Whilst the vast majority of rugby players have endured months without making a tackle, hitting a ruck or simply playing the game they love, those behind the scenes at World Rugby have been busy ensuring better facilities will soon be available to more clubs and schools.

The growing popularity and acceptance of synthetic rugby turf is seen as a boost for the game. The safety for players afforded by a tested pitch remains paramount, together with the well-known benefits associated with artificial grass, of greater usage, reduced maintenance and revenue earning possibilities. This has encouraged World Rugby to make it easier for more pitches to pass Regulation 22 of the Laws of the Game.

Rugby accepts lower pile height

A simple change to the pile height of the synthetic turf, has been adopted after considerable research and discussion. It means more artificial grass fields can host rugby. Previously, the pile height was 60mm or above. This comprises of between 15 and 18mm of free pile (the green fibre tips) and an infill depth of 42-45mm, normally sand at the base then recycled rubber granules. The synthetic turf needs to have a shock absorption layer or pad beneath, to help the pitch meet the strict test requirements.

This system has seen great success, with former European and Premiership Champions Saracens, a host of top clubs in the UK and France, junior clubs, schools and university fields, around the world, all playing on synthetic turf pitches. So why change the pile height?

World Rugby explained, “The more fields that are available to rugby teams/players that are Regulation 22 compliant, the more opportunities there are for World Rugby Member Unions to grow the game and fulfil a priority of World Rugby. The existing 60mm pile height has been perceived as a barrier to some multi-sport facilities adding rugby certification to their field(s) which means that these fields cannot be used for contact rugby training or matches.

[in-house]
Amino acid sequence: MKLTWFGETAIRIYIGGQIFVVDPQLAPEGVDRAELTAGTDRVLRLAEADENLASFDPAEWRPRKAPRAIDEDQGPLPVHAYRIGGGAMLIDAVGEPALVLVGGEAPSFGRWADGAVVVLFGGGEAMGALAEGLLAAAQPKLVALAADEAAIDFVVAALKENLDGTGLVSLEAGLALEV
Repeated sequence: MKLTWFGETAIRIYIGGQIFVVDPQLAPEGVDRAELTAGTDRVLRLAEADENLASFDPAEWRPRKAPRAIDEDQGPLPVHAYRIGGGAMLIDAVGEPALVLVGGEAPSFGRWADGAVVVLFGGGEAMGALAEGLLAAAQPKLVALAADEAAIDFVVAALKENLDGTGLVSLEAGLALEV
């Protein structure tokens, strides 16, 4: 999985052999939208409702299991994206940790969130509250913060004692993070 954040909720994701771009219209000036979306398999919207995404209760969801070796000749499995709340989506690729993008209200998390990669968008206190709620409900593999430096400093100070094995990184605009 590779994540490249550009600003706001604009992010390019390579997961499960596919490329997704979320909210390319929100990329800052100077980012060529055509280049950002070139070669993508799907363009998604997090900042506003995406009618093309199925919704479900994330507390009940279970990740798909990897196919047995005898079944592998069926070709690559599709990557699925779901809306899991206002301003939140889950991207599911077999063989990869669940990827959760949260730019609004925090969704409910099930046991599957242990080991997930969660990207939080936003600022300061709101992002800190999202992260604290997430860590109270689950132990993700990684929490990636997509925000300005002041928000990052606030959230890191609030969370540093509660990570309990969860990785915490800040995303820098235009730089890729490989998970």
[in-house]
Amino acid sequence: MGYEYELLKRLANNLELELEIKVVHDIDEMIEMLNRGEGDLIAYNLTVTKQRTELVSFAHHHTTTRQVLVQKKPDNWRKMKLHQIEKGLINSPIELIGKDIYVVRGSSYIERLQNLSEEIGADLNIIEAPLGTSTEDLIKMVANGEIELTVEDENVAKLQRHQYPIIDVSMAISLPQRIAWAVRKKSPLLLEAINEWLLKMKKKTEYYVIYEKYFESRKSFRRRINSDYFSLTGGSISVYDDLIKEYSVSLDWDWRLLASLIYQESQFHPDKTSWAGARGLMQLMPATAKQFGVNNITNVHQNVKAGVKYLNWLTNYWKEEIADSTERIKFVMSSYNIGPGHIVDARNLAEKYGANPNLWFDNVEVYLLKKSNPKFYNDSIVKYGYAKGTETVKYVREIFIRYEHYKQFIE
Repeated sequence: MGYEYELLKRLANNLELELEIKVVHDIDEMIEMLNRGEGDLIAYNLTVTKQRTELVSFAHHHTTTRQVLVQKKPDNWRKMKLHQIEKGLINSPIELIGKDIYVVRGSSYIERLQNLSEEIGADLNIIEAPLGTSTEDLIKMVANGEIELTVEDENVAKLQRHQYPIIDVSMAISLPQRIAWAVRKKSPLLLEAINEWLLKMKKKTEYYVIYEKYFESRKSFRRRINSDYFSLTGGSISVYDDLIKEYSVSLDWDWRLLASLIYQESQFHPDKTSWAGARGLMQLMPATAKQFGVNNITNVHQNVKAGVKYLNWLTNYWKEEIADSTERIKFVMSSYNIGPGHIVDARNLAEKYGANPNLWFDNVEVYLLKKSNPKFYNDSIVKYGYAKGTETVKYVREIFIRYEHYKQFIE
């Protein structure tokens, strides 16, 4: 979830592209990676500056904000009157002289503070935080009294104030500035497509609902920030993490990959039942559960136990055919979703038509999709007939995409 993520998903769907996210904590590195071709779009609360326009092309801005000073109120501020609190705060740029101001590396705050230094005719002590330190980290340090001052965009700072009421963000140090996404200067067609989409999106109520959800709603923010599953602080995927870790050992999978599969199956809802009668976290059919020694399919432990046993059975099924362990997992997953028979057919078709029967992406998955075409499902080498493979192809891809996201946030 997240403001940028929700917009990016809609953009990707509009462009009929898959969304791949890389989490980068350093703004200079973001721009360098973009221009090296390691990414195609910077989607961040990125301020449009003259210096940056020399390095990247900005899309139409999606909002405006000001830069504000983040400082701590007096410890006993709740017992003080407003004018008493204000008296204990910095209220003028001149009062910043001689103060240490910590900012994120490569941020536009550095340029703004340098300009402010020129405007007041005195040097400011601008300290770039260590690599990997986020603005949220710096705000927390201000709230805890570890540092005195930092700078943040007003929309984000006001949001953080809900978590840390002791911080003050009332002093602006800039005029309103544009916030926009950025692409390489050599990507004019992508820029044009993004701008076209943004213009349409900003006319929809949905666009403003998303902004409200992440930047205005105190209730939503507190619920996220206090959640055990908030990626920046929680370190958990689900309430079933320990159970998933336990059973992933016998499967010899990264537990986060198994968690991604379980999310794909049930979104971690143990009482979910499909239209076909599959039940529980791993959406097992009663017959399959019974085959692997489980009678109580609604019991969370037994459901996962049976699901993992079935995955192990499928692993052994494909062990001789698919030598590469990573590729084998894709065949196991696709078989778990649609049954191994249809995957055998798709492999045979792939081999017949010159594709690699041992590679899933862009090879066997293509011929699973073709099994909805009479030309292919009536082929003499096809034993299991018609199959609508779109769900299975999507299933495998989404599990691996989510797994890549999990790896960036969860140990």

CCGrass, artificial turf, rugby field

“World Rugby have worked to identify if there are potential additional risks to players if they were to play on reduced pile height fields. The projects by Cardiff Metropolitan University and by Sports Labs indicate that the risks to players on a 50mm surface appear to be no greater than those on a 60mm surface.”

The new change does have some riders. If the surface is reduced below 60mm, then a minimum yarn weight has to be met, there must be at least 10mm of performance infill and tests become tighter on infill “splash.”

The views of World Rugby and World Rugby Preferred Turf Producers, such as CCGrass, is that where rugby is the main sport, a 60mm pile height surface with a high quality shock pad beneath, is the recommended option.

World Rugby commented, “Consideration of carpets with pile heights between 50mm and 60mm should be restricted to multi-sport, community-based fields that wish to offer rugby as an additional or optional sport.”

The reduction in pile height will allow more dual-purpose fields, also meeting football’s highest standards – FIFA Quality Pro. A further bonus is that recreational hockey is possible, to the FIH Multi-Sport level.

CCGrass European Office CEO, Bryn Lee, supports the change, “This is a very positive move by World Rugby. It opens the door for more football and multi-use facilities to welcome rugby onto their pitches. For the players, safety is not compromised, and better facilities become more available.”